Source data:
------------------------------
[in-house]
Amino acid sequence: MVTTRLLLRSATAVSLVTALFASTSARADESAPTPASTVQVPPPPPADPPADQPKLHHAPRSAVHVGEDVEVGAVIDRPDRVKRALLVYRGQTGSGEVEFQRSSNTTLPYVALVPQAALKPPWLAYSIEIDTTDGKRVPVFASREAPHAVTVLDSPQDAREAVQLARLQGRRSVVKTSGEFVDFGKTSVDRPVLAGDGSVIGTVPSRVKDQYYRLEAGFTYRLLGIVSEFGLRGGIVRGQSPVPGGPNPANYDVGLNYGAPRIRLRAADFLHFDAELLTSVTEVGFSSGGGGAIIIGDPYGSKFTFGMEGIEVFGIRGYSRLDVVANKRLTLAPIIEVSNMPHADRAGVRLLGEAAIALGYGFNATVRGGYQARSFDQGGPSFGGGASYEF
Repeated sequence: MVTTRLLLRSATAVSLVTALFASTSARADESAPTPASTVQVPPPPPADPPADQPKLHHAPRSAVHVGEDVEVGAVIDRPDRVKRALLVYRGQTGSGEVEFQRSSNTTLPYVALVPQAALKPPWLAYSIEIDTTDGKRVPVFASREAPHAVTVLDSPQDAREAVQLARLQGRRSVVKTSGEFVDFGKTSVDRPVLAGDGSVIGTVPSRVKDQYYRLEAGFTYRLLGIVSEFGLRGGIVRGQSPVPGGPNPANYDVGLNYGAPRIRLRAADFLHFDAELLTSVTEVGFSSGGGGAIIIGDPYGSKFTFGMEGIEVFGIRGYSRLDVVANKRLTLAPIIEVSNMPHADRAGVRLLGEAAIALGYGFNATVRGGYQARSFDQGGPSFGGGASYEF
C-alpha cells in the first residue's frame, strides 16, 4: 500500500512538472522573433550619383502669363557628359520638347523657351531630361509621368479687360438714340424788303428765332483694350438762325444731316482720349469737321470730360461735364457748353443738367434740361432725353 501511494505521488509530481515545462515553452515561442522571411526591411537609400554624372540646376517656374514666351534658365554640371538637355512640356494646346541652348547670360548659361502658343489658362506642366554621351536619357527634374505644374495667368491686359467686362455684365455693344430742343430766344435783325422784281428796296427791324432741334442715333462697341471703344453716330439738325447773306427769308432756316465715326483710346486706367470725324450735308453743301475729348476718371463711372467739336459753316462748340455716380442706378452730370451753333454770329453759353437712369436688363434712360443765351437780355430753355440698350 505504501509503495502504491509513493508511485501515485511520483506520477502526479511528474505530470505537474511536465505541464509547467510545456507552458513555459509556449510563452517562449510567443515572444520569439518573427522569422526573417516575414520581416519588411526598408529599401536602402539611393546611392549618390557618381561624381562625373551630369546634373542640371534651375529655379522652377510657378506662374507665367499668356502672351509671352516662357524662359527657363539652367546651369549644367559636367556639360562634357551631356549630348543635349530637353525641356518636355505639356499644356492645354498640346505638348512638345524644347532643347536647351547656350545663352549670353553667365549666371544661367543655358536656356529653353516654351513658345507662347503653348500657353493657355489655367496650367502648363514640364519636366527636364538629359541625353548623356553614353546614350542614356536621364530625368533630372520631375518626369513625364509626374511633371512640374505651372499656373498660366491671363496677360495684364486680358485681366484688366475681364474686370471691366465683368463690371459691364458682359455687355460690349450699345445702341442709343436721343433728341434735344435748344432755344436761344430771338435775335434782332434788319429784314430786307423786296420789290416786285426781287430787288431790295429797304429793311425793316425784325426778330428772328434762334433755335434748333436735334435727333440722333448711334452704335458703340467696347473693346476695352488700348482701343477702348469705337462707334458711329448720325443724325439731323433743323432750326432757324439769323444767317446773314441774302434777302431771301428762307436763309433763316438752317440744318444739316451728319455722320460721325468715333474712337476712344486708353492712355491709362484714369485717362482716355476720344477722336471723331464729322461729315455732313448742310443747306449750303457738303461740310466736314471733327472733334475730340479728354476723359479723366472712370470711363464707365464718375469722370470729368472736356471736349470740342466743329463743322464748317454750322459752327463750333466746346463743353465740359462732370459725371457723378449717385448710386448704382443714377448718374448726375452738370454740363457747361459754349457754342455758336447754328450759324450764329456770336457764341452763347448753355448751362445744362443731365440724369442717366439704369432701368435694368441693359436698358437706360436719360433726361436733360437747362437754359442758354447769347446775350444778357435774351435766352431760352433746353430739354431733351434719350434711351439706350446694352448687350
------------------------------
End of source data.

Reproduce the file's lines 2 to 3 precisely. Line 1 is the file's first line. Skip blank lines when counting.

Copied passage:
Amino acid sequence: MVTTRLLLRSATAVSLVTALFASTSARADESAPTPASTVQVPPPPPADPPADQPKLHHAPRSAVHVGEDVEVGAVIDRPDRVKRALLVYRGQTGSGEVEFQRSSNTTLPYVALVPQAALKPPWLAYSIEIDTTDGKRVPVFASREAPHAVTVLDSPQDAREAVQLARLQGRRSVVKTSGEFVDFGKTSVDRPVLAGDGSVIGTVPSRVKDQYYRLEAGFTYRLLGIVSEFGLRGGIVRGQSPVPGGPNPANYDVGLNYGAPRIRLRAADFLHFDAELLTSVTEVGFSSGGGGAIIIGDPYGSKFTFGMEGIEVFGIRGYSRLDVVANKRLTLAPIIEVSNMPHADRAGVRLLGEAAIALGYGFNATVRGGYQARSFDQGGPSFGGGASYEF
Repeated sequence: MVTTRLLLRSATAVSLVTALFASTSARADESAPTPASTVQVPPPPPADPPADQPKLHHAPRSAVHVGEDVEVGAVIDRPDRVKRALLVYRGQTGSGEVEFQRSSNTTLPYVALVPQAALKPPWLAYSIEIDTTDGKRVPVFASREAPHAVTVLDSPQDAREAVQLARLQGRRSVVKTSGEFVDFGKTSVDRPVLAGDGSVIGTVPSRVKDQYYRLEAGFTYRLLGIVSEFGLRGGIVRGQSPVPGGPNPANYDVGLNYGAPRIRLRAADFLHFDAELLTSVTEVGFSSGGGGAIIIGDPYGSKFTFGMEGIEVFGIRGYSRLDVVANKRLTLAPIIEVSNMPHADRAGVRLLGEAAIALGYGFNATVRGGYQARSFDQGGPSFGGGASYEF